Thorney Bay Army Camp Remnants

Posted: December 13, 2011 by BTP Liam in Case Study, Event Review
Tags: , , , , , ,

In the 1940s US and Canadian troops would train and live in England before the D-Day invasions of France, to shorten the journey time/make the assault more effective. This was the main purpose of ‘army camps’ in the Second World War throughout England, and not to house British troops as many may think. Many army camps, however, were built to house those stationed at sea or air defence gun aites nearby. Thorney Bay army camp would have been used to house the British soldiers who would fire/work at the Scars Elbow Sea Defenses (see

I and BTP Joe have passed the area twice, and do promise to return for a thorough investigation. On each of the two quick visits, we have found a total of three remains. The first below is the ‘magazine’ (ammunition storage building). It still had the iron doors attached and several slits to presumably let in light, not to fire out of, as this was not a defensive building. Inside it looked like nothing but a homeless person had taken shelter, due to the several mattresses e.t.c.

The next find is simply a concrete base which was left when the earth was built up around the sea wall in the 1970s/80s. This would be where the ‘tower’ was from the camp. We now know that this the remains of an entrance to an underground area for pipes area built in the 60s as the sluice connected to Anglian Water (search the site for more info). My father remembers seeing this entrance amongst undergrowth as a child.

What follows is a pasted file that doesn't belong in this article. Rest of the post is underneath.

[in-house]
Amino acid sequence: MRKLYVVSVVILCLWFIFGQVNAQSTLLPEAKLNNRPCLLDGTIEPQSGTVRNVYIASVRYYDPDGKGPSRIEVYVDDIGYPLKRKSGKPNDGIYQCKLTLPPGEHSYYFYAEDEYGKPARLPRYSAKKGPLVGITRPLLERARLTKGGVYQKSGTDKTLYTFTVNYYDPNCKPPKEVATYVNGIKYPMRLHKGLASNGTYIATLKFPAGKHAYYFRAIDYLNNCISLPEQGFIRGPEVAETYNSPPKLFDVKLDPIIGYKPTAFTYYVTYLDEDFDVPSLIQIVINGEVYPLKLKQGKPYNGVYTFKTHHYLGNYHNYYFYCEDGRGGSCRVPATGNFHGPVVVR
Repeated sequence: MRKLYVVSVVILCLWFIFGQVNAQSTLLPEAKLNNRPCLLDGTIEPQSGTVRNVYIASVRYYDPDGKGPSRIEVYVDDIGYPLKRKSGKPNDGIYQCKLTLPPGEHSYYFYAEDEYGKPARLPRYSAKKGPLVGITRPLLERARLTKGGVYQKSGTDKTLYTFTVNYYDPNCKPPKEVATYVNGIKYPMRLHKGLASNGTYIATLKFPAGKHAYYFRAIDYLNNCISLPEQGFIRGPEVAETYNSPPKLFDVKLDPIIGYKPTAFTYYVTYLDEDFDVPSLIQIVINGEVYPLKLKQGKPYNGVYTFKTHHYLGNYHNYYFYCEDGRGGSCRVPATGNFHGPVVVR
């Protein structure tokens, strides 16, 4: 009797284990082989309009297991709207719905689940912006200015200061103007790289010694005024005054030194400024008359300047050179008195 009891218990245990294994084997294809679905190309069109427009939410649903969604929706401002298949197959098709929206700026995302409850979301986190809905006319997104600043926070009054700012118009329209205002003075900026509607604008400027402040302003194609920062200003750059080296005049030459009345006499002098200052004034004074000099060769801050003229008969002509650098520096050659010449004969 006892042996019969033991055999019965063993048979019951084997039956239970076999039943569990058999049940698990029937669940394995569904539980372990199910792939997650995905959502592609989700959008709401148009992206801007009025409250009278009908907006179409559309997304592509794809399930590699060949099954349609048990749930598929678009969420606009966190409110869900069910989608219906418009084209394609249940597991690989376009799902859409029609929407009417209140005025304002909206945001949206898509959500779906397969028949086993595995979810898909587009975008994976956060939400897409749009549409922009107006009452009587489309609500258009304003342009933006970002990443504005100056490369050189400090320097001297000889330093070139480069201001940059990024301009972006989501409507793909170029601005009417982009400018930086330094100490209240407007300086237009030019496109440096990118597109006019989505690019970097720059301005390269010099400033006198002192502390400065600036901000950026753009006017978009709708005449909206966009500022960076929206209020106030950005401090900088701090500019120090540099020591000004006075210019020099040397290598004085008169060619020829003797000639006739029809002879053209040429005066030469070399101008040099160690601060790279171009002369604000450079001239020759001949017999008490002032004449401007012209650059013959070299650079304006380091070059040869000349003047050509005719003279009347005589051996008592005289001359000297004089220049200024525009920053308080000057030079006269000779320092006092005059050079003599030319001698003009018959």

The final find was from our second trip, and used to have this building next to it (photo courtesy of Dave Bullock)

Long lost to 2009

Here it is, the very nice rusty looking telephone cable pole. This was attached to the communications building seen above, but was demolished in 2009 before we were into this hobby. It is an excellent landmark and reminder of the area’s proud past.

Finally, I would love to wish you all a Merry BtP Christmas, and announce that a Christmas Eve treat is to be released on Beyond the Point, being an interactive entirely new feature…

  1. alex gartshore says:

    The concrete base was put there in the late 70’s and is actually an entrance to an underground chamber containing valves for the sewage outfall pipe

    • BTP Liam says:

      Thanks alot, my dad said me remembered an entrance to an underground area in the 70s when he used to go there on holiday from London, He thought it might be a now forgotten part of the army camp, so thanks for clearing that up!

  2. […] again, and were pleased with our finds. You can see the previously covered surviving remains here . This time we ventured into the camp and found another magazine (ammunition store_ like the one […]

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